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Iapetus: Debunked

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posted on Aug, 27 2005 @ 04:38 PM
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Here is another thing that didn't show up in the hi-res images of Iapetus that I picked up. Hoagland claimed that there was a massive tower at the bottom of the moon, in my photos the tower is not present.


[Above] Hoagland's evidence of the towers existance.



High-Res image, where did the tower go?

It turns out that Hoagland turned up the contrast/brightness in order to make a blip on the image pop out. The "blip" got even larger during the JPEG compression. The "blip" when I zoomed in was just a rouge pixel (a star?) on the high-res images. When you increase the contrast like Hoagland did you can see that the pixel is much more exagerated. The pixel wasn't even close the the surface, it hovered above it around 10KM based on the scale.

You can also see in Hoagland's image stars in the background, In the the high-res images there is no stars due to the contrast being lower. Hoagland manipulated the images.

[edit on 8/27/2005 by GoldEagle]




posted on Aug, 28 2005 @ 04:53 PM
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Originally posted by GoldEagle
You may also notice that the "wall" mountain range dosen't extend around the whole moon as claimed. At the bottom of the image you can see where it ends.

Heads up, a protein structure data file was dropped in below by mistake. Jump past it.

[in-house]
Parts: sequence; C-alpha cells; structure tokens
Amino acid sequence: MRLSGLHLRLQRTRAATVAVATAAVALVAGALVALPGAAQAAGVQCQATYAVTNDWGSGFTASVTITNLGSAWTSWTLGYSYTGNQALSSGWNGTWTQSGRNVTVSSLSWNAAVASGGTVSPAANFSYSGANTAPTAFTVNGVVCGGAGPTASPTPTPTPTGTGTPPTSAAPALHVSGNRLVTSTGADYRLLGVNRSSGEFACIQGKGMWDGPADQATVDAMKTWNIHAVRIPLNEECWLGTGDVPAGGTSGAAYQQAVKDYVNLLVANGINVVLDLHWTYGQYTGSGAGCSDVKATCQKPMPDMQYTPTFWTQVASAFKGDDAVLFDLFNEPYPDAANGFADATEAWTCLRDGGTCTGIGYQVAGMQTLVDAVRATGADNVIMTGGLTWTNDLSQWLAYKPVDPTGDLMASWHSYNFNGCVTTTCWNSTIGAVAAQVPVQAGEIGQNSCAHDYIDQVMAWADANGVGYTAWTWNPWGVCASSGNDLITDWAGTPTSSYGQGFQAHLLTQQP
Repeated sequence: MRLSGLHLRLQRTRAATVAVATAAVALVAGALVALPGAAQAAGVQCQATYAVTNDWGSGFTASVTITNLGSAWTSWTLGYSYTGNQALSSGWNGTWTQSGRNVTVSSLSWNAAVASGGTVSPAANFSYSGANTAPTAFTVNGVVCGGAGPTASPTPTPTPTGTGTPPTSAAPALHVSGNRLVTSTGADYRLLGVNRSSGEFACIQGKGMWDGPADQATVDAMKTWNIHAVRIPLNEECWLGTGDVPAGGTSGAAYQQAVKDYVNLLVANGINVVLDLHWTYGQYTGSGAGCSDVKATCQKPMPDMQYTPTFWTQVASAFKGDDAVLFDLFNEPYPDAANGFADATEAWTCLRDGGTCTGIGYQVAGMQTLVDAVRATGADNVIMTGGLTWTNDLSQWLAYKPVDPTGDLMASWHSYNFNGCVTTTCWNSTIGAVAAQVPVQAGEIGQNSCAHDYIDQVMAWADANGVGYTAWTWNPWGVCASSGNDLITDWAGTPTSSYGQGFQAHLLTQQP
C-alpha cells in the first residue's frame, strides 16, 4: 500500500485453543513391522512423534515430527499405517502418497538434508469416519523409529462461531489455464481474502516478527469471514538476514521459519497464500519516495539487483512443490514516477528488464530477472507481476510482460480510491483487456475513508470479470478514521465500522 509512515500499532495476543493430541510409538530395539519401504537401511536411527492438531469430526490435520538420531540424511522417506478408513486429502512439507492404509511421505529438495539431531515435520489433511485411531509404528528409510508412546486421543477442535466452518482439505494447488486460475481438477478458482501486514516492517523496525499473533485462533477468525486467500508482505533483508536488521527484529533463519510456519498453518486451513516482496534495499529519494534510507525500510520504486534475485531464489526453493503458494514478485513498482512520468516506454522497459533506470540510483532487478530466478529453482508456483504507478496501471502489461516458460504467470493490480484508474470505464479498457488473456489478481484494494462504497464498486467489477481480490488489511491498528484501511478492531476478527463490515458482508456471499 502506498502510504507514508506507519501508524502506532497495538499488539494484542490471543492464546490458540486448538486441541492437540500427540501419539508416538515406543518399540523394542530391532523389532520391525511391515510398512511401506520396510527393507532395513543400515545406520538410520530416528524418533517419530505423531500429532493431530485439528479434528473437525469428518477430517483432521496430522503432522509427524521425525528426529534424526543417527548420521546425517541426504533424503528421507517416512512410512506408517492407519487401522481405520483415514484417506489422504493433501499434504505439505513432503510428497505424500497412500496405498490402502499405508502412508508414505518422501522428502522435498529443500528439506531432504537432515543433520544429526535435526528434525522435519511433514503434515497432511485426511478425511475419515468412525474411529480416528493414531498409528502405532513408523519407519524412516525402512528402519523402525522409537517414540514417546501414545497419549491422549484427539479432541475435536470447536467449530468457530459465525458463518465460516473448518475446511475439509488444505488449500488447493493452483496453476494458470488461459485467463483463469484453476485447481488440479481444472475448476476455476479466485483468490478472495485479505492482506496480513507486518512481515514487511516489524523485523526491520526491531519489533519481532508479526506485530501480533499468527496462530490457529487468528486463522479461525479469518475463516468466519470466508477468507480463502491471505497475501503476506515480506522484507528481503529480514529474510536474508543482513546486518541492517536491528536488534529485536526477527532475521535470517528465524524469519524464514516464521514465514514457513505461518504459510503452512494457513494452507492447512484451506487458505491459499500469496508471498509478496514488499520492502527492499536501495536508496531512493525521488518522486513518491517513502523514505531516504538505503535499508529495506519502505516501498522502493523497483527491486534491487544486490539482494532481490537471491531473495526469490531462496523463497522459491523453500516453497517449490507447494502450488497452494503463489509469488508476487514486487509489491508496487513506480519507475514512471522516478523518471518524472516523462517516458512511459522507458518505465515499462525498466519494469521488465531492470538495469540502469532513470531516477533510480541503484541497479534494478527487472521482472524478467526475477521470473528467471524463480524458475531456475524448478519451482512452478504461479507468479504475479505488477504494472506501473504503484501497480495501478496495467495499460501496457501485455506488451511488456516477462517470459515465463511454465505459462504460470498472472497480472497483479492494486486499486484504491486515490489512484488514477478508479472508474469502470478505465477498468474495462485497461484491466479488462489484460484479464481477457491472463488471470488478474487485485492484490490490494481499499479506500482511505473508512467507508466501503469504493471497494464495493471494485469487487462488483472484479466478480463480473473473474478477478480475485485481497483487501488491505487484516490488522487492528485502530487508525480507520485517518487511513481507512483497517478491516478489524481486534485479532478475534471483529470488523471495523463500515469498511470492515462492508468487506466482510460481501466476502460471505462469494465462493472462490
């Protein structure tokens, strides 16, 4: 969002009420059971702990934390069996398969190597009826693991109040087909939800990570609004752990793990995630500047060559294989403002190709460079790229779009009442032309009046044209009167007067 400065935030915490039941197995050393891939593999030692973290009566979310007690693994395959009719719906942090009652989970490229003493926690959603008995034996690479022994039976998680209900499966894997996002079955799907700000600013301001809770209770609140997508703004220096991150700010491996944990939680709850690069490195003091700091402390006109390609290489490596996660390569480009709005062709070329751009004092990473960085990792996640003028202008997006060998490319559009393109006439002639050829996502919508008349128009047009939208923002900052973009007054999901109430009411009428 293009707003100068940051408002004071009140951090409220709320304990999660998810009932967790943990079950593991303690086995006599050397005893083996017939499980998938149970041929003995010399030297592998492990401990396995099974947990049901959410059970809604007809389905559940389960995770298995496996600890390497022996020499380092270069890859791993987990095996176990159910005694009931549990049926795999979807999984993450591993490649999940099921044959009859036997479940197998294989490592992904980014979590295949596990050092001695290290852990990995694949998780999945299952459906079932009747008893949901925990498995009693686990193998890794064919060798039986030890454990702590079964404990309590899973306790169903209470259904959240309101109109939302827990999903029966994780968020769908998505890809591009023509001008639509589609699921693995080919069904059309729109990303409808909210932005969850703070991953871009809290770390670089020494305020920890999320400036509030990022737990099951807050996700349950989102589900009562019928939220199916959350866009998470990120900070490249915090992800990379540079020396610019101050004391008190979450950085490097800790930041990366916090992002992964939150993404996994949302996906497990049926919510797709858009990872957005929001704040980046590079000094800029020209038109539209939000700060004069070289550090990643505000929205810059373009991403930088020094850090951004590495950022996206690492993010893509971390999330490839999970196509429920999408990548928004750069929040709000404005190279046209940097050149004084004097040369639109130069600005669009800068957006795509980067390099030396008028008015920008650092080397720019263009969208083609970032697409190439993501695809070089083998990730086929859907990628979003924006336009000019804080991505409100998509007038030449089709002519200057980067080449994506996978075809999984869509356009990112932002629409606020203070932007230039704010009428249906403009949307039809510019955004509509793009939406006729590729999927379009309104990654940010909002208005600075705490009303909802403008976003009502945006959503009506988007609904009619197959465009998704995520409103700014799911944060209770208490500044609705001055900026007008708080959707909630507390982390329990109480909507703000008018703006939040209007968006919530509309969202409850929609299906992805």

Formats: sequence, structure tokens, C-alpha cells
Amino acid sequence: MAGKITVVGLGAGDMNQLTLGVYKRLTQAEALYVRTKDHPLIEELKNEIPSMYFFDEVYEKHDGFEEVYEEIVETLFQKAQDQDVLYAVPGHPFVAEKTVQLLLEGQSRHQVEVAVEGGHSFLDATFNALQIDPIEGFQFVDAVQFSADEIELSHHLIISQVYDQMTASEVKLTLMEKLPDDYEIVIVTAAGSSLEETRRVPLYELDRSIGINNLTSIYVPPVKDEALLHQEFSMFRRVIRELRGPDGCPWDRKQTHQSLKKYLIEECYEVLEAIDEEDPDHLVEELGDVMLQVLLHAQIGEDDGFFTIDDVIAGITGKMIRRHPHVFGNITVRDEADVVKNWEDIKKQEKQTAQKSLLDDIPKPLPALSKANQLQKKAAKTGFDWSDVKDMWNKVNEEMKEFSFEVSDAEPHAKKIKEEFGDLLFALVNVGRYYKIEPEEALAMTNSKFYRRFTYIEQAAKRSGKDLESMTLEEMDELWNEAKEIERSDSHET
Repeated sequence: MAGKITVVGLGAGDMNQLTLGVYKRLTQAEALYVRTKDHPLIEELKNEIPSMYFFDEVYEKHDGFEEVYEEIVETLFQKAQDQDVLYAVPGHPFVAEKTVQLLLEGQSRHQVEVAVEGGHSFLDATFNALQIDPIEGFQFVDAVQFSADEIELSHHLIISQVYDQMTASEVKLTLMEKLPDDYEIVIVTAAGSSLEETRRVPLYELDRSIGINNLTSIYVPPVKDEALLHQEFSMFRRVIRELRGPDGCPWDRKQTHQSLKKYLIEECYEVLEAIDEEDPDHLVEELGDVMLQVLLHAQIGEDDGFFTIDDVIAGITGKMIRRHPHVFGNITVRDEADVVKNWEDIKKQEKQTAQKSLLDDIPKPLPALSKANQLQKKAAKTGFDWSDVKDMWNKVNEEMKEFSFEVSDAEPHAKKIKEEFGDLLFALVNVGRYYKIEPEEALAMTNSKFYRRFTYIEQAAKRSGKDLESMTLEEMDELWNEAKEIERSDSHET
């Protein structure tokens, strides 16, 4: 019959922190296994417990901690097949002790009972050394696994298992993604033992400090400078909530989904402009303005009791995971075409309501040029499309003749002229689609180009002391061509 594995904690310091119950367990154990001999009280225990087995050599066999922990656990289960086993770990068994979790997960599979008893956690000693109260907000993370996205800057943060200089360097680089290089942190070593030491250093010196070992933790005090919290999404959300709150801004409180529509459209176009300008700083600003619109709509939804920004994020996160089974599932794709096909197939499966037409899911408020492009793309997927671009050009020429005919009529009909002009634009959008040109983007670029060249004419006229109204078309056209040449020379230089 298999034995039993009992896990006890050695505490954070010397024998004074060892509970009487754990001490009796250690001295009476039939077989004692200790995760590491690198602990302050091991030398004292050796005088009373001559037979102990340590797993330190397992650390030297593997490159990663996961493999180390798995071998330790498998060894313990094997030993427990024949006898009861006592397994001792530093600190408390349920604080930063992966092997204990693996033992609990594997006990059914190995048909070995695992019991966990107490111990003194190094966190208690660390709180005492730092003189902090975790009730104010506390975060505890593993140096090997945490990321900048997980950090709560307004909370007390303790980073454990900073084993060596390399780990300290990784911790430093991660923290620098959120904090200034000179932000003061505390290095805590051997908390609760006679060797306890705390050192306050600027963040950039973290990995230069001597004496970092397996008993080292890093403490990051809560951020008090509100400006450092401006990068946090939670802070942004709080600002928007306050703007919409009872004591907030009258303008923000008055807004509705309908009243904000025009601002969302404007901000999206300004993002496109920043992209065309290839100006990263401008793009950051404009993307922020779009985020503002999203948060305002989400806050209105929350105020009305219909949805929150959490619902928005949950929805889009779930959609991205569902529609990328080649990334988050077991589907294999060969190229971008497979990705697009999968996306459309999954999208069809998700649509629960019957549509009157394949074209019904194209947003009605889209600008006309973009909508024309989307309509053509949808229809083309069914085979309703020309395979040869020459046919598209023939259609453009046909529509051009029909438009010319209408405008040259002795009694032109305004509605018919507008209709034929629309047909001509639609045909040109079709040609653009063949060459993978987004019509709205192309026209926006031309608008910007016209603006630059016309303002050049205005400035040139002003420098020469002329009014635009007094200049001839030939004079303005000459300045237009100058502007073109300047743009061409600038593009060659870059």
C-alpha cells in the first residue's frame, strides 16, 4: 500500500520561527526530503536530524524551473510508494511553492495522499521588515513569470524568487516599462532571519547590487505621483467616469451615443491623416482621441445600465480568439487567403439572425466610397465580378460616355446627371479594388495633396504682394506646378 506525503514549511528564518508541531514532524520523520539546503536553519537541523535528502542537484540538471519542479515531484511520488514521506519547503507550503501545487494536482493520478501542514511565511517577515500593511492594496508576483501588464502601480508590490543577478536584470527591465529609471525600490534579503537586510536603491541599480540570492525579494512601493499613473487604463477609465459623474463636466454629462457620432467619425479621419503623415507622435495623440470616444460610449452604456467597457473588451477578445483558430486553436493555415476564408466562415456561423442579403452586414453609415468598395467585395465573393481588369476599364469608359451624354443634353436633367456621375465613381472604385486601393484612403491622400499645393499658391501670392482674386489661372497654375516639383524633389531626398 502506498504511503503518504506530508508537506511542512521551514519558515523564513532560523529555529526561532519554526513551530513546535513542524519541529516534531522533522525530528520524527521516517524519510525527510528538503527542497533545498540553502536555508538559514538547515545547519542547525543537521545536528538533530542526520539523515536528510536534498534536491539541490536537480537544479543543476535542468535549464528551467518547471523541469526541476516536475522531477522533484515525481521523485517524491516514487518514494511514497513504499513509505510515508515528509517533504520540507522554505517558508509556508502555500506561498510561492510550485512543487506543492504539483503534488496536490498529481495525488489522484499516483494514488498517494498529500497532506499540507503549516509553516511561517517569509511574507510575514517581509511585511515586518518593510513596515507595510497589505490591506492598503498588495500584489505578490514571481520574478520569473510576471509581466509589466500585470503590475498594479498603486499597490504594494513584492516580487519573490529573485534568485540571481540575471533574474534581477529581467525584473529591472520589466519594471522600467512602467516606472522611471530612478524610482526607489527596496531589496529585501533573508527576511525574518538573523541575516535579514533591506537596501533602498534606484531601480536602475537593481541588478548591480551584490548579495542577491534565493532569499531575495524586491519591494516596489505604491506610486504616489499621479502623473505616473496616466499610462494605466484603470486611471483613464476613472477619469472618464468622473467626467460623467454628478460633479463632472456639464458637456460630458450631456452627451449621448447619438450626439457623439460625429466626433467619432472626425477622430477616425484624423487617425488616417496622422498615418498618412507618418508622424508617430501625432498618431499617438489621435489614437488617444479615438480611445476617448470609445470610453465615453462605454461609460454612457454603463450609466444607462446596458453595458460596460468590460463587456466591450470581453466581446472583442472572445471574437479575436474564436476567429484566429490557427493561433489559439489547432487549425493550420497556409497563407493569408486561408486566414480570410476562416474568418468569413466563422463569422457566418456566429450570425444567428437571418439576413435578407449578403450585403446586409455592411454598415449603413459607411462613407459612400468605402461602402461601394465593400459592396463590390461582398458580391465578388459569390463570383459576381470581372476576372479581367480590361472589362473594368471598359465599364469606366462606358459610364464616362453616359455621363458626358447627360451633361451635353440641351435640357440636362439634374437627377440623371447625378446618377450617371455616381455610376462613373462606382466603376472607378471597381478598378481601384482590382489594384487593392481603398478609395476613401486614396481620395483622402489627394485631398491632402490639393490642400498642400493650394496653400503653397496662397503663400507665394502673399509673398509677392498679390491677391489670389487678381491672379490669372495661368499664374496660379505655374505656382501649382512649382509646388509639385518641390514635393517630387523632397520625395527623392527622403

Hoagland never claimed that the wall went all the way around. He either said it was 1/3 or 2/3 around... don't remember which and it'd take a bit of time to find it.

Most of the craters still look like they have either 5 or 6 sides to me. I don't see how "mountain ranges" nearby (which I don't see) could do it.



posted on Aug, 28 2005 @ 04:57 PM
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And I agree about the tower... I wasn't impressed with claims of it being a "tower" either. Hoagland does tend to grasp at straws fairly often and unnecessarily bring up details that aren't convincing and thus don't help his case.

By the way, your image that shows no "tower" also has that appearance of flat sides to the moon. As if it is a 10-sided moon (dodecagon right?).



posted on Aug, 28 2005 @ 05:28 PM
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How about a link to these hi-res images??? And how about a little more information on the creation of 3D rendering of a moon we have such little info on??